Activists targeted Supreme Court Justice Brett Kavanaugh on July 6, driving him out of a popular Washington restaurant where he was enjoying an evening meal. The action is apparently part of the “summer of rage” that leftists have promised in protest of the court’s decisions.
Protesters massed outside Morton’s Steakhouse after learning Kavanaugh was inside, Politico first reported. The activists contacted the eatery’s manager demanding that the justice be given the boot because of his court rulings. It’s unclear how many activists were present.
Some activists urged people “to call the restaurant and denounce its hospitality toward the justice,” The New York Post reported.
For security reasons, Kavanaugh exited the restaurant through a back door.
Morton’s condemned the disruption in a statement to Politico.
“Honorable Supreme Court Justice Kavanaugh and all of our other patrons at the restaurant were unduly harassed by unruly protestors while eating dinner at our Morton’s restaurant,” the spokesperson said. “Politics, regardless of your side or views, should not trample the freedom at play of the right to congregate and eat dinner. There is a time and place for everything. Disturbing the dinner of all of our customers was an act of selfishness and void of decency.”
Responding to the Morton’s statement, Shut Down DC, which has been organizing protests at the home of conservative justices, threatened the steakhouse in a July 8 tweet. “No rights for us, no peace for you. Get [expletive] @mortons.”
The group celebrated the disruption in a Twitter post.
“We hear Kavanaugh snuck out the back with his security detail. @mortons should be ashamed for welcoming a man who so clearly hates women,” it wrote.
Threats against conservative justices have escalated since the Supreme Court ruled on June 23 that there was a constitutional right to carry firearms in public for self-defense and on June 24 that there was no constitutional right to abortion.
Authorities foiled a June 8 attempt to assassinate Kavanaugh at his Maryland home. Nicholas John Roske, who reportedly said he wanted to kill the justice to prevent him from voting to overturn abortion rights and gun control laws, entered a not guilty plea after a federal grand jury indicted him.
Later that month, Mikeal Deshawn Archambault was arrested for threatening in a June 24 tweet to “kill everyone” at the Supreme Court with an AK-47 rifle.
Kavanaugh, a nominee of President Donald Trump, has been a lightning rod for criticism by some since his unusually contentious 2018 confirmation hearings. Psychology professor Christine Blasey Ford offered uncorroborated testimony claiming Kavanaugh tried to sexually assault her more than three decades earlier, when they were both high school students in suburban Maryland. Kavanaugh vigorously denied the allegations.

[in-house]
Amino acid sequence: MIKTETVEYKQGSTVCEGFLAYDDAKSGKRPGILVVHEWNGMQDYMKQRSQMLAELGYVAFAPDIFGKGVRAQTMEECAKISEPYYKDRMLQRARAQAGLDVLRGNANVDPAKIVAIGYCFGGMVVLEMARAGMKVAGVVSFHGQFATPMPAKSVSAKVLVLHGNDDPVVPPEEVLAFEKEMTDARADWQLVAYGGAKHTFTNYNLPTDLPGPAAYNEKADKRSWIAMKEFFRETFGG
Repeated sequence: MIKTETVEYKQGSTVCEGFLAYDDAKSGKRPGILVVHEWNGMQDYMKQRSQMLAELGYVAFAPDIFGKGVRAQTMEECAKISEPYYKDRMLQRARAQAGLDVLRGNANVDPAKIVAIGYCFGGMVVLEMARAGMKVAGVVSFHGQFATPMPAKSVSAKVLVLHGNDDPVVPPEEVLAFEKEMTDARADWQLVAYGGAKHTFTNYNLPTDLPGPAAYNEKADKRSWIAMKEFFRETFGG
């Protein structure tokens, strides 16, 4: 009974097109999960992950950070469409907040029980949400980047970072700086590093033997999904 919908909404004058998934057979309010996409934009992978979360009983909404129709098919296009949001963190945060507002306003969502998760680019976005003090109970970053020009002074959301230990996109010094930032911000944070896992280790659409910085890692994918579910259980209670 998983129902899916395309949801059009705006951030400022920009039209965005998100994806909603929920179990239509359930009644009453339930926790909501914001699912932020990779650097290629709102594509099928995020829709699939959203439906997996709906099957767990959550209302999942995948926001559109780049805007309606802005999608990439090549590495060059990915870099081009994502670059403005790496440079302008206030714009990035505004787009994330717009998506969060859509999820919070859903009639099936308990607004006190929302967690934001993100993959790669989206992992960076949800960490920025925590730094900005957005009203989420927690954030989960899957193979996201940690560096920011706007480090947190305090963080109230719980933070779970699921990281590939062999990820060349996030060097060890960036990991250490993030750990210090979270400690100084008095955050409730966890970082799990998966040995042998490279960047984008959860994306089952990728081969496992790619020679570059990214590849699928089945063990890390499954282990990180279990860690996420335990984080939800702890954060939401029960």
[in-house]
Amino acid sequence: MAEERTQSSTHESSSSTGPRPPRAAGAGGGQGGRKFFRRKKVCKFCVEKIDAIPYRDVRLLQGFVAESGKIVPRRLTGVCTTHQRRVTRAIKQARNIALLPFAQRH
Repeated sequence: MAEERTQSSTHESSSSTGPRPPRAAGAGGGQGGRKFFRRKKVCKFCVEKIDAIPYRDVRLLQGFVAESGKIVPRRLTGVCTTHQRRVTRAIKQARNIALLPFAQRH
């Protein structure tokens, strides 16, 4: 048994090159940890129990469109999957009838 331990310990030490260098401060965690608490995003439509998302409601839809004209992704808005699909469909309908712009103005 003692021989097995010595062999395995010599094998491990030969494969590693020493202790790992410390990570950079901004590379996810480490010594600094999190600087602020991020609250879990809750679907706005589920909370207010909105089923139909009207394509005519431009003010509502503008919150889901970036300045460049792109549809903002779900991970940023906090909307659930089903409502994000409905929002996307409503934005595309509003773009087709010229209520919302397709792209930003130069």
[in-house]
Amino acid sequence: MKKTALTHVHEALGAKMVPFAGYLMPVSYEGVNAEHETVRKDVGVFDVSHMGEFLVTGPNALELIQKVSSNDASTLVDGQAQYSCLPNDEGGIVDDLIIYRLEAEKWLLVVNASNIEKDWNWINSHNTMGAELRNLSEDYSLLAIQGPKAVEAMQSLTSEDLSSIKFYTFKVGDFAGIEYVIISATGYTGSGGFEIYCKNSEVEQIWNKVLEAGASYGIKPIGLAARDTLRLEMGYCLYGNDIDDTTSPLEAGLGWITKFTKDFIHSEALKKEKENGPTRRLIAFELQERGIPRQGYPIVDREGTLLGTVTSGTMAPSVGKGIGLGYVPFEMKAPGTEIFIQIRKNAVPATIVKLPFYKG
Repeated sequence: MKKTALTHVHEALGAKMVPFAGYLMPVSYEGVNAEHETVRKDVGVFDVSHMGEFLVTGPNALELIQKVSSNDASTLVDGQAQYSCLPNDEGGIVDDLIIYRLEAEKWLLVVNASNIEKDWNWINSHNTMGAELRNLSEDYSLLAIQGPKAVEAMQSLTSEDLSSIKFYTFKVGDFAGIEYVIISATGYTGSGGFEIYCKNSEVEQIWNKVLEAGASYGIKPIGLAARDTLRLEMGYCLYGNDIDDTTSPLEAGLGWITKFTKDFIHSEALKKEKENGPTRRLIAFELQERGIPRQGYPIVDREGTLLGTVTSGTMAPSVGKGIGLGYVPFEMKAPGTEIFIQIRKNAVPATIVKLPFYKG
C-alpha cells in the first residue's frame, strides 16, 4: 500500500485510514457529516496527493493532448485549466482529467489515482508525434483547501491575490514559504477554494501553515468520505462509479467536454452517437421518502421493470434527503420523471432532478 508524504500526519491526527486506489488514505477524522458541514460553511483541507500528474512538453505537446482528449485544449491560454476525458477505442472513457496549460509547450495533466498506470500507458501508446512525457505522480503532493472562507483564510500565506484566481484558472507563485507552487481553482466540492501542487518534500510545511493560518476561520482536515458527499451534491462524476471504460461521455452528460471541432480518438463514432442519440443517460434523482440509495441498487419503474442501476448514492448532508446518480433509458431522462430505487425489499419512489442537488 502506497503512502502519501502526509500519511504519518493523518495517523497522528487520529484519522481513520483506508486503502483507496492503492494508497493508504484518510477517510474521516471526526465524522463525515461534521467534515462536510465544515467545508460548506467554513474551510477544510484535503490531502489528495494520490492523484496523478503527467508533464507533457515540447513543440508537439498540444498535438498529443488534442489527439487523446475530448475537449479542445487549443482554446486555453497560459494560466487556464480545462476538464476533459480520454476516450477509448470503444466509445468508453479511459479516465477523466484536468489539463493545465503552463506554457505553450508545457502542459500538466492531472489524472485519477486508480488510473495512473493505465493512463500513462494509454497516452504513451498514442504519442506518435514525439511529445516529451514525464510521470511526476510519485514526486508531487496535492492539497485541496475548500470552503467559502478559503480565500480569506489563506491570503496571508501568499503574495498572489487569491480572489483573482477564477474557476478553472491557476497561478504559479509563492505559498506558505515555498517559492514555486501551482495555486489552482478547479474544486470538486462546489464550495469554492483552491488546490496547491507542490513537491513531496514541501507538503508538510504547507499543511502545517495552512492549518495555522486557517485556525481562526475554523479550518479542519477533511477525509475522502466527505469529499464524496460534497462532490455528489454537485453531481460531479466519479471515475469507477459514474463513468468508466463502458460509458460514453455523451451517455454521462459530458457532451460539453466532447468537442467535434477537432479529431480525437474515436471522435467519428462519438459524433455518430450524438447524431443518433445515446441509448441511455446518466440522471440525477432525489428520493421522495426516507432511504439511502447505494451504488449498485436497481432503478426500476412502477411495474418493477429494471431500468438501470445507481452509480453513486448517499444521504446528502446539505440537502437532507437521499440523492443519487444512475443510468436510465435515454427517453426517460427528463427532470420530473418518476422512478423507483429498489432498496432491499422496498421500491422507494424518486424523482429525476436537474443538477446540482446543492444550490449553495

Even though Republicans believe that Ford’s claims were discredited by Senate Judiciary Committee counsel and sex-crimes prosecutor Rachel Mitchell, many Democrats still believe them and viscerally condemn the justice. Some congressional Democrats want to see Kavanaugh impeached and removed from the high court.
While the Biden White House has condemned violence and intimidation targeting the justices, the administration hasn’t expressed opposition to the ongoing demonstrations aimed at the court’s conservative justices.
On July 8, the same day that President Joe Biden signed an executive order designed to protect access to abortion-inducing pills and emergency contraception, the president excoriated the Supreme Court.
“The court and its allies are committed to moving America backward with fewer rights, less autonomy, and politicians invading the most personal of decisions,” he said. “We cannot allow an out-of-control Supreme Court, working in conjunction with extremist elements of the Republican Party, to take away freedoms and our personal autonomy.”
On June 16, Biden signed the Supreme Court Police Parity Act into law. The measure gives Supreme Court security officials greater authority to protect the court, members of the justices’ immediate families, and other court employees.
At the same time, U.S. Attorney General Merrick Garland has been widely criticized for refusing to enforce a federal law against activists who have allegedly been threatening and attempting to intimidate justices.
Federal law makes it a criminal offense to parade or picket “near a building or residence occupied or used by [a federal] judge, juror, witness, or court officer” with the “intent of interfering with, obstructing, or impeding the administration of justice, or with the intent of influencing any judge, juror, witness, or court officer, in the discharge of his duty.”
More protests against conservative justices are planned.
A group called Downright Impolite announced on Twitter that it’s organizing regular protests outside justices’ homes in Virginia and Maryland. Wednesday protests target Kavanaugh, while Thursday protests target Justice Amy Coney Barrett. Fridays and Saturdays are reserved for protests against Justice Clarence Thomas and Justice Samuel Alito, respectively.
Shut Down DC is offering money to people to report the location of Supreme Court justices so they can be targeted for protest. The group tweeted on July 8 that it will pay $50 to “D.C. service industry workers” who report a sighting of Chief Justice John Roberts, Justice Neil Gorsuch, Alito, Barrett, Kavanaugh, or Thomas.
“We’ll venmo [i.e. a money transfer service] you $50 for a confirmed sighting and $200 if they’re still there 30 [minutes] after your message,” the tweet states.
Fox News host Tucker Carlson suggested people should fight back against the group.
“Antifa activists @ShutDown_DC are trying to harass Supreme Court Justices,” Carlson wrote in a July 8 tweet. “Everyone should flood their account until they give up.”